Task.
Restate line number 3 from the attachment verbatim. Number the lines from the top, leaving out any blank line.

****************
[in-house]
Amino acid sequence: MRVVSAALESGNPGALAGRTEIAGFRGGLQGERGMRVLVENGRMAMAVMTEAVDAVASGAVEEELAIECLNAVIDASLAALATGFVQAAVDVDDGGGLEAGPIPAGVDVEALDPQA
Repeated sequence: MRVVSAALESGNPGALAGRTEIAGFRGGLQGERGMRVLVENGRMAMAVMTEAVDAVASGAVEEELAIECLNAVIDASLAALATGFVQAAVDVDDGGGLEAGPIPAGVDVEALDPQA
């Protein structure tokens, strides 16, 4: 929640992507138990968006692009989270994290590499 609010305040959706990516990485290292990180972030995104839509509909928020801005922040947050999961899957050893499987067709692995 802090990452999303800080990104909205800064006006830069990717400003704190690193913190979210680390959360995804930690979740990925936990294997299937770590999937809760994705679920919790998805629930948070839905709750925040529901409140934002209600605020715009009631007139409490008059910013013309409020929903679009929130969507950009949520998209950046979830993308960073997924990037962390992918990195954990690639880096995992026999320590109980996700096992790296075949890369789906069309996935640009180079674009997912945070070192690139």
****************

Repeated sequence: MRVVSAALESGNPGALAGRTEIAGFRGGLQGERGMRVLVENGRMAMAVMTEAVDAVASGAVEEELAIECLNAVIDASLAALATGFVQAAVDVDDGGGLEAGPIPAGVDVEALDPQA